Training Site in Kaiserslautern, Germany Prepares Soldiers for Combat
Special to American Forces Press Service
The distinct cackle of machine-gun fire and the ear-piercing detonation of a simulated car-bomb are not the sounds associated with a U.S. Army base in Germany that hosts a two-star, theater-level command headquarters. But now that a forward operating base training site has been built at Panzer Kaserne, these sounds are much more common here.
|Army Pfc. April Edwards, a military police soldier with the 92nd Military Police Company, 95th Military Police Battalion, checks her sector of fire as she stands behind an MK-19 automatic grenade launcher mounted to a Humvee at Forward Operating Base Panzer, a training facility in Germany, Sept. 29 to Oct. 2.|
U.S. Army photo by Staff Sgt. Tyrone Basnight
Soldiers of the 92nd Military Police Company tested the new facility when they conducted a field training exercise Sept. 29 to Oct. 2.
The realistic setting at Panzer provides a great backdrop for training, Army Sgt. 1st Class Robert Brenckle, 92nd MP Company operations sergeant, said. The training site resembles an Iraqi village and has multi-story structures for soldiers to practice entering and securing a building. It is also large enough to train them in establishing and defending perimeters.
But the best part for Brenckle was seeing the soldiers in action.
“This is a great opportunity for the soldiers,” he said. “I love seeing how they learn and how they grow with each run-through.”
Army Sgt. 1st Class Tony Rosado, the company’s 1st Platoon sergeant, also praised the facility for adding an element of realism and flexibility that increases the caliber of training and provides soldiers with different scenarios they likely may encounter when they deploy.
“Being out here is a great opportunity and offers quite a few challenges for the soldiers. Training is crucial,” Rosado said. “It means soldiers get to practice and learn, and learning means they develop and grow. Being here, training here, really fosters teamwork — good teamwork within the platoons.”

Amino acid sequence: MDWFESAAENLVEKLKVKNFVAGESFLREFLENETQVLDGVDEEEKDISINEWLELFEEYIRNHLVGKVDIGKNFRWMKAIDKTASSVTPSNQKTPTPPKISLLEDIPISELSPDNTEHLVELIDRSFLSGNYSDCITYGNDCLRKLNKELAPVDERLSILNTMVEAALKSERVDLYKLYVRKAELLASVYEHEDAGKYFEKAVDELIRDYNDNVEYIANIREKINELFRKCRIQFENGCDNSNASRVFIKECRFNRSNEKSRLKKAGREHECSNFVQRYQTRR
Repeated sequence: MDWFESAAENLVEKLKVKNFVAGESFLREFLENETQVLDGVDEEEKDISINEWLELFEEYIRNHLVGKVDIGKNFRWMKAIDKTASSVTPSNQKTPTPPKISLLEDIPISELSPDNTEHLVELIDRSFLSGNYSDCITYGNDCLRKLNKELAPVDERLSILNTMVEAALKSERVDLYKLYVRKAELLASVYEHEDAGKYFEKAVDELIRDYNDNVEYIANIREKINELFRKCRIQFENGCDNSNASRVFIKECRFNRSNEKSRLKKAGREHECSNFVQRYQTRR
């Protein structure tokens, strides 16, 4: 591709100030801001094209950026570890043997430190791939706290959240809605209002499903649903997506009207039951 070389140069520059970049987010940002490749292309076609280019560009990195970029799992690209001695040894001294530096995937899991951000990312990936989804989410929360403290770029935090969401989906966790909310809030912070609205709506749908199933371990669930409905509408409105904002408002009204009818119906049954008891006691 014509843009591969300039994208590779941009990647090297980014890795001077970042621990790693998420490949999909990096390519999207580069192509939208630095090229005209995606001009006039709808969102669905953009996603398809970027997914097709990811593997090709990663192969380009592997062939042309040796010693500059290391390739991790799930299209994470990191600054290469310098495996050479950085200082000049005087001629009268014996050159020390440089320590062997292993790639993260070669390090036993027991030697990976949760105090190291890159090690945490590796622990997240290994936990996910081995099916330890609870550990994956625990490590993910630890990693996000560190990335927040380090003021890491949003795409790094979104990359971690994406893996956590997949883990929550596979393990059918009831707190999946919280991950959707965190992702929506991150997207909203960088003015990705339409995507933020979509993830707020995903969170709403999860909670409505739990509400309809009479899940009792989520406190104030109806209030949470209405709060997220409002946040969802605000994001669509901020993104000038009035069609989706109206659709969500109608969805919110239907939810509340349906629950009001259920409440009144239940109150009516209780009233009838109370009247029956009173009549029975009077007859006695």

Army 2nd Lt. Michael Barnhart, platoon leader, agreed. “The best training value probably comes from the interactions the soldiers have with one another,” he said. “Being out in field for a week is great. We can focus solely on the training. There are no distractions.”
The layout is one of the advantages associated with training at the 10-square-acre site. The village features nine buildings, including a mosque, a farm house, two store fronts and an auto repair shop, as well as a marketplace.
The facility can bed about 120 soldiers, and it has a field dining facility, an aid station and a tactical operations center. A 50-by-75-foot combatives pit is filled with 24 inches of Rhine River sand. Guard towers mark the four corners. A close-quarters marksmanship training facility provides for teaching the fundamentals of room clearing.
“We train and learn fundamentals here that can easily be incorporated into larger settings,” Barnhart said. “Being here even instills a certain cultural awareness.”
(Angelika Lantz works in the 21st Theater Sustainment Command Public Affairs Office.)
U.S. Department of Defense
Office of the Assistant Secretary of Defense (Public Affairs)